|"As long as we have growth and prosperity who cares what figures are in the computers?" ~Popular Fallacy.||
A good word
May 29th, 2015
"The government on Friday slashed its gross domestic product estimate to show it shrinking at a 0.7 percent annual rate instead of the 0.2 percent growth pace it estimated last month. There was also a modest downward revision to consumer spending."
This Reuters News dispatch confirms the economic slump. The GDP dipped into negative territory in the first quarter of the year instead of the fractional increase first reported. The fact that consumer spending has been revised downward is a cautionary indicator, too.
There will be calls for more federal economic stimulus. There will be plenty of calls for consumers to get out there and spend more money they don't have on things they don't need. If the consumers play the waiting game and hold off on house upgrades, new cars, costly vacation trips and so on the 2008 recession will return to finish its work.
With the possible exception of Sen. Rand Paul there are no presidential candidates in either the GOP or Democrat camps who appear to know what must be done to begin repairs to the economic muddle. Carly Fiorina might, but her message hasn't circulated.
much stimulatin' goin' on," as former Sen. Fritz Hollings might put
Actually, we have no idea where Senator Hollings would stand today on the confusing issue of whether or not the federal government should keep attempting to revive the sluggish economy by continuing to borrow at the rate of a million dollars a minute. The liberal theory has always been that the government is obliged to pour money into an ailing economy to achieve healthy growth. But at this point it's much like giving a dead body a blood transfusion.
David Stockman notices that popular financial news media often argue against austerity and in favor of more government financial stimulus. He trots out lots of charts that demonstrate that going into the stratosphere of debt isn't working. AUSTERITY HOWLERS
Here's one of the graphs in Stockman's article. It shows the 55 year climb of federal government payments for social programs. The shaded vertical bars represent recessions.
With present public debt approaching $20 trillion the obvioous question is, "When does the transfer scheme stop working?"
"The Constitution is in a musty drawer somewhere; not even the Supreme Court justices can find it," opines the Daily Reckoning's founder, Bill Bonner.
When one hears a couple inclined toward homosexuality declare "We have a Constitutional right to marry" or anti-execution advocates say the Constitution prohibits the state from terminating even people convicted of the most heinous murders on the grounds it's "cruel and unusual punishment," it's clear that no one is paying much attention to what the Constitution actually says. Moreover, some of the amendments to the founding document would set the legislators of the late 18th century spinning in their graves.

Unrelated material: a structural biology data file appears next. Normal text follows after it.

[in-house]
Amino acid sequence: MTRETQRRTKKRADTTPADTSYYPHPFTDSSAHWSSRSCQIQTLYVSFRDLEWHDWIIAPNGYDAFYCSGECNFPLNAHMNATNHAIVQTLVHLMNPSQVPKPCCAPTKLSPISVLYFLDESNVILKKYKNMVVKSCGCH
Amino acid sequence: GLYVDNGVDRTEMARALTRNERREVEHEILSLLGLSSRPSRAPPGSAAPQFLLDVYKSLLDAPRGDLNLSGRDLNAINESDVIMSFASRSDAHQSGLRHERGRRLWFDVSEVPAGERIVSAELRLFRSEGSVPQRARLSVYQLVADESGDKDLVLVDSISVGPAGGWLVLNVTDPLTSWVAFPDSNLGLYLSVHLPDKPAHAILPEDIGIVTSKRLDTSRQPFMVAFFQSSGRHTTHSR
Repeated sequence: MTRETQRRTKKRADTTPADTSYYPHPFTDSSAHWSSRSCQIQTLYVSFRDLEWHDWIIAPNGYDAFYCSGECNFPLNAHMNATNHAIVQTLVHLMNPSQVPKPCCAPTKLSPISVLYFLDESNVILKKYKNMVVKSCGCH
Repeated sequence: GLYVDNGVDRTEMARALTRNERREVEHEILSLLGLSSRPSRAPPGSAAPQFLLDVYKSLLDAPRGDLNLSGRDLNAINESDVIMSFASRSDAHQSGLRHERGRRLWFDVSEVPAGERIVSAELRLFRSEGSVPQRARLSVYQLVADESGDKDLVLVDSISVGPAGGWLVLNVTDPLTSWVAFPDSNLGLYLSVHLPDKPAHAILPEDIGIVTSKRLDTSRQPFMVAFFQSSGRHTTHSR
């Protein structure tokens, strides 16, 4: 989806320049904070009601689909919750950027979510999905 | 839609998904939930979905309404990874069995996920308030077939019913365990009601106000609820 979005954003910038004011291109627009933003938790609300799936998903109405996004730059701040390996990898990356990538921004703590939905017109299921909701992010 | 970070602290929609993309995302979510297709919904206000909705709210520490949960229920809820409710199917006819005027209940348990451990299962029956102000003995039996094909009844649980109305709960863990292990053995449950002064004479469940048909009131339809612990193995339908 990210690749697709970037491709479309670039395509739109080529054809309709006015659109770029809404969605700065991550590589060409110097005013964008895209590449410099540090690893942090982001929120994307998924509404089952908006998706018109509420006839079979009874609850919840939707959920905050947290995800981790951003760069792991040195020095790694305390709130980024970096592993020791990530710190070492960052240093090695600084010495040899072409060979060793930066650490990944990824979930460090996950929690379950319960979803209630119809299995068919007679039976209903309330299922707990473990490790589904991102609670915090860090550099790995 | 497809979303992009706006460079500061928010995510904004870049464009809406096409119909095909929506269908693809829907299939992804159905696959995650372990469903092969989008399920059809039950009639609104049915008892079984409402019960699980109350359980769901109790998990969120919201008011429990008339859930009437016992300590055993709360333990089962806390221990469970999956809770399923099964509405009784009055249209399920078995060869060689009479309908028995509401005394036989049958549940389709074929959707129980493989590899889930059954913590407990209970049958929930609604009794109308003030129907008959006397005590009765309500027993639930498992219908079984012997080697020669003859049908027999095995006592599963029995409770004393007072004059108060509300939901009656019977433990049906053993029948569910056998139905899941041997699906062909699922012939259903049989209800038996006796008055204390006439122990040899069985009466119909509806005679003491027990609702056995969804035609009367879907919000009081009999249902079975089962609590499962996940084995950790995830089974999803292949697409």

But Bonner's point is this:
Bonner is an aging Baby Boomer who blames his own generation for a great deal of the muddle in which the world finds itself. He claims his expectation of an economic implosion is actually optimistic because it will help clear the confusion and murkiness the debt-money system has caused and possibly bring us back to a more affordable level of government, accompanied by reliance on sound money.
We overheard a report on NPR this morning concerning Hillary Clinton's visit to our town yesterday. Our expectation was confirmed. No mention was made of GOP candidate Carly Fiorina's visit Wednesday.
Last evening the local CBS TV station carried an enthusiastically favorable report on the Clinton appearance. The station was either unaware or did not have the people power to cover the simultaneous appearance of Carly Fiorina, also running for nomination to president by the opposing party...GOP.
To its credit, the local daily paper found space for a report of Fiorina's remarks.
Greecing the Skids
Money troubles in far away Greece don't raise many eyebrows down on Main Street, America, but this fiscal cliff-hanger holds plenty of drama.
Greece must cough up another $329 million next week as an installment on its International Monetary Fund loan. But Prime Minster Tsipras says "Our creditors' insistence on greater austerity is subtle and steadfast. Our government cannot and will not accept a cure that has proven itself over five long years to be worse than the disease."
HOWEVER, Greece's Finance Minister is less strident and is assuring the world that every effort is being made to work things out and he hopes that the June obligation to the IMF will be met.
Meanwhile, there's much grumbling among Greek citizens. Some are having second thoughts about Tsipras, et al.
Even though you may hold the title to your GM car, GM owns the computer code that makes it run.
Who In Their
Right Mind Would Want A Cashless Society?